Let go of humans. Be willing to acknowledge good and bad; be willing to walk away. The message is greater than the messenger. Too many of us are fighting tooth and nail to preserve an imagined infallibility in our earthly heroes. It’s not there, and the fight runs the risk of hiding the real source. Only Jesus deserves our unswerving loyalty; only Jesus will never fail us.

16 thoughts on “How to Let Go of Our Christian Heroes

  1. So well said and so necessary… I’ve been feeling stuck on this topic for the past couple of weeks, it’s maddening to watch people just blindly follow false teaching. As more and more ‘Christians’ take non-biblical stands on issues more and more are jumping on their bandwagon because they sound good and are articulate. Anyone who dares to disagree with her is scolded as judgmental. It’s a dangerous thing that has been set up when these people are put up on pedestals and their words/opinions take the place of Gods word.

    Liked by 1 person

  2. Reblogged this on Brandon J. Adams and commented:

    This week’s news that Senator Ted Cruz (or, supposedly, whatever staffer runs his Twitter account) liked an X-rated tweet reminded me of this post. I’ve got nothing against Cruz. He’s a fantastic Congressman who probably did no wrong. But it’s striking how many conservative voices are refusing to consider even the possibility that a hero of theirs might slip up.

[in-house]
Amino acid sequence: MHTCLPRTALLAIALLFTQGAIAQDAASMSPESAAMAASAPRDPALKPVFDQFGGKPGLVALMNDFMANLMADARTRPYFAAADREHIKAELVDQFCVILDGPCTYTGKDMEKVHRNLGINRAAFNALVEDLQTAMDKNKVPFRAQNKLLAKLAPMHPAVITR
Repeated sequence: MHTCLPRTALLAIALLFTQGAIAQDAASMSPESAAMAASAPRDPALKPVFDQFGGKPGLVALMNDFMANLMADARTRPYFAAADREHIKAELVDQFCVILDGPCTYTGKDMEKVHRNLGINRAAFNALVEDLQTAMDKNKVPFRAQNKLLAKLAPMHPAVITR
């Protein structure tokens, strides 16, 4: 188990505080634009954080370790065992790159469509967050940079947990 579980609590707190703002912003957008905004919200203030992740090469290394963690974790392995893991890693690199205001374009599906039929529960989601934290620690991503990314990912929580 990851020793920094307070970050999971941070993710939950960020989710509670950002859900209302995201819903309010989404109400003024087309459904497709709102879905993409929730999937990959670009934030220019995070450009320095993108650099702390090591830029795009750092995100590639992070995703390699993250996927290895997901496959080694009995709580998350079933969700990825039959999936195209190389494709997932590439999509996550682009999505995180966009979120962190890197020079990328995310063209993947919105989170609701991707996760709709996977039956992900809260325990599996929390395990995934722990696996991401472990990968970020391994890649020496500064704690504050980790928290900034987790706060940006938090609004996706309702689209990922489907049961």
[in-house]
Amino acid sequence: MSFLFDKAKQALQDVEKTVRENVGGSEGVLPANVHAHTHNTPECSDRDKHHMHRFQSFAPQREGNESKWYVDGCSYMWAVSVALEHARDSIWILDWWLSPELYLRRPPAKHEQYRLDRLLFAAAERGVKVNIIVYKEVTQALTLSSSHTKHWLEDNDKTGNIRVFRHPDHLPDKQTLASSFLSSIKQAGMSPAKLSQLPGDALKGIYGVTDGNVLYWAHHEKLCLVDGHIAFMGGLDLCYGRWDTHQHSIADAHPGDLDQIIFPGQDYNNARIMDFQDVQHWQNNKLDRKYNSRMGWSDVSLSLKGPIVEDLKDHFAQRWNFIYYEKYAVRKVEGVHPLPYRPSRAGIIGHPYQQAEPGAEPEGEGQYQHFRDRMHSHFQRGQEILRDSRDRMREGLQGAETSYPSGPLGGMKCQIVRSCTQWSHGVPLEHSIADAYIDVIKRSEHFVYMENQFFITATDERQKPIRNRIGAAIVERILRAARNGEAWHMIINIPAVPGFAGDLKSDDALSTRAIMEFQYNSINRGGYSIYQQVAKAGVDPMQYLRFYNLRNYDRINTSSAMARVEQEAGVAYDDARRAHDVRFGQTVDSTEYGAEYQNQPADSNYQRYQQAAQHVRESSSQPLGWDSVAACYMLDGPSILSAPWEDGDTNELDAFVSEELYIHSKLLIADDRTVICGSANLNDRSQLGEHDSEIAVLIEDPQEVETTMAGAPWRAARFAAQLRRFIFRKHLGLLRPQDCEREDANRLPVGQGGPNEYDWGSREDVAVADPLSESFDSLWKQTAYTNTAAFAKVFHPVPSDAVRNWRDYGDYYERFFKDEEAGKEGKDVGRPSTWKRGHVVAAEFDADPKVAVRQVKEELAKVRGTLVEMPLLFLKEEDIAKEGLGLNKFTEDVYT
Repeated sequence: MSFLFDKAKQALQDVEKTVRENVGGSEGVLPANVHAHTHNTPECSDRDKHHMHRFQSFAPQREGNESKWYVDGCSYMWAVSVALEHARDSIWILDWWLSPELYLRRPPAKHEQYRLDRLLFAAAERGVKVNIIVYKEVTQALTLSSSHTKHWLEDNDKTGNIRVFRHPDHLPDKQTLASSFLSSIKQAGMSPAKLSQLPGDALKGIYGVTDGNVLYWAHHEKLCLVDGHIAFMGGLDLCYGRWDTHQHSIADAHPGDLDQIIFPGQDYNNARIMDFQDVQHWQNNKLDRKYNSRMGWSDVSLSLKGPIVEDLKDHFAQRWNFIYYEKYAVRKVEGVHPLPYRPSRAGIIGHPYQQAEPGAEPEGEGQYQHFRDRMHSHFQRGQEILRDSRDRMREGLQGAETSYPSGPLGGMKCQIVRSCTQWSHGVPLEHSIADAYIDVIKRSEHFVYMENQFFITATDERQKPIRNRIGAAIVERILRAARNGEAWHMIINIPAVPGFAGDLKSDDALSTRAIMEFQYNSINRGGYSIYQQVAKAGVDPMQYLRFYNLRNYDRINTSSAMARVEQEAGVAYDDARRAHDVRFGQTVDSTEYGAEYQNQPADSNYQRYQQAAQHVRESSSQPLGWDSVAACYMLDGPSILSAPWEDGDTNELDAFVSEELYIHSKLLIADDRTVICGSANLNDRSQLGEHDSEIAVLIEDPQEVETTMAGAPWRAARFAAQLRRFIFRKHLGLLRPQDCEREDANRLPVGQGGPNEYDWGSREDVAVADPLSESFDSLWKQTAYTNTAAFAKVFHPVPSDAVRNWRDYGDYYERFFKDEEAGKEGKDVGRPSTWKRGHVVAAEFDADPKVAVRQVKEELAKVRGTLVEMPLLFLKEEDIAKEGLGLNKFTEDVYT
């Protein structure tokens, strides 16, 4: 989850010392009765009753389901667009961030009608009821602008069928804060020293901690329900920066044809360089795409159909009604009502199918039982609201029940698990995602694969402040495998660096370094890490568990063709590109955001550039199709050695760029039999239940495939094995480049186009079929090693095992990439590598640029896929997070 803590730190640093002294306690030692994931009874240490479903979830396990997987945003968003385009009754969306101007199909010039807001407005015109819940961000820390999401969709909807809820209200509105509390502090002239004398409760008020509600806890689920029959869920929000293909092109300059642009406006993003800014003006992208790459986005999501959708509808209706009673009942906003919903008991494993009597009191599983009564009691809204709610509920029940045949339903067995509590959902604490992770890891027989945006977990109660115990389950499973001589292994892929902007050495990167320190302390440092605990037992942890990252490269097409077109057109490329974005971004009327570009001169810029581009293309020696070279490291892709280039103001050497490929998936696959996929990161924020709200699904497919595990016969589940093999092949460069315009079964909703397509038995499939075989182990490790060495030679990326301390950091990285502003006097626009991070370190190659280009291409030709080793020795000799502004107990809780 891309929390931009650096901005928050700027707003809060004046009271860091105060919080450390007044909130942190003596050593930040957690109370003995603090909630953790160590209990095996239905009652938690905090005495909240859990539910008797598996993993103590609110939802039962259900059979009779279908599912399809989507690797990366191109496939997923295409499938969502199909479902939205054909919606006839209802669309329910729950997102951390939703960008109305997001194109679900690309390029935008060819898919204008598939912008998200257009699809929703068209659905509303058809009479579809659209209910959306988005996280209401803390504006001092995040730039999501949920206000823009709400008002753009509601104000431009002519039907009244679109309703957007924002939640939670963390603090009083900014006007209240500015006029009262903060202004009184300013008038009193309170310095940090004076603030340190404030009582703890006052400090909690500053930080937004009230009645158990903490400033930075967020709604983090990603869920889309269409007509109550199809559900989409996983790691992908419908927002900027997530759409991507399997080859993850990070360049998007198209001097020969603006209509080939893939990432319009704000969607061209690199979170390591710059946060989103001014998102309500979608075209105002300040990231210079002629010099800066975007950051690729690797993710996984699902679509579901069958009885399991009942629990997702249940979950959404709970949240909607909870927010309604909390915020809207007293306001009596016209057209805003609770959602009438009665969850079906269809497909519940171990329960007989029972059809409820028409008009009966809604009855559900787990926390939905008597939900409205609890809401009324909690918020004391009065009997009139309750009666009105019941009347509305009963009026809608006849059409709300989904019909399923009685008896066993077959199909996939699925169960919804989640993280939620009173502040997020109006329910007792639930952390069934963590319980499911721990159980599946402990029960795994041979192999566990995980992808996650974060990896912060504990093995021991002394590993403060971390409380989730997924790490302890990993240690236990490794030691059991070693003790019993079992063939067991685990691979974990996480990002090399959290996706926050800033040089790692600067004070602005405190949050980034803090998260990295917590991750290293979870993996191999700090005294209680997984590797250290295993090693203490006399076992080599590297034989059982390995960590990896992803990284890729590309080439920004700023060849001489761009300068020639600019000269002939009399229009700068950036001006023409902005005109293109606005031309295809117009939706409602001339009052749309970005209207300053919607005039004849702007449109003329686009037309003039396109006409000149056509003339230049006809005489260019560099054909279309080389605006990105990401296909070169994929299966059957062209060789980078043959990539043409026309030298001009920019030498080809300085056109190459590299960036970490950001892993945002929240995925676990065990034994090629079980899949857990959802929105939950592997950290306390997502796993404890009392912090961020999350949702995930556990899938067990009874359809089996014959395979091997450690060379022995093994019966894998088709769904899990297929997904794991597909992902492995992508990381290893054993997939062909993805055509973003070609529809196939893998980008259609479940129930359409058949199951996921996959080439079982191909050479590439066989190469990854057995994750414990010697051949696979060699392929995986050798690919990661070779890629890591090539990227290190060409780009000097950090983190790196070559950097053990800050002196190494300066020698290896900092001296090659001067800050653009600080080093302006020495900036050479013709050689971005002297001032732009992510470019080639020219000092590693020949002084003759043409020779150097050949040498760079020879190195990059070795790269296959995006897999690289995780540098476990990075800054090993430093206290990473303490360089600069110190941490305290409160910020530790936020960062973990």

3. Great point made here sir. Leaders tread on eggshells, even more when they drop a bomb like this. I don’t find agreement with this gal, but she has more brass than most of us Christians who are afraid to step outside the bounds men set for us. We tremble at the thought of being caught doing something unapproved, not because of fear of God, but fear of our denominational distinctives, or the loss of respect from a legalist pier. I’d like to add though, it is one thing to believe we are without sin & can cast the first stone, it’s quite another when we put a bullseye on our chest. Choose your battles wisely, there’s plenty to get into. Some things should be left unsaid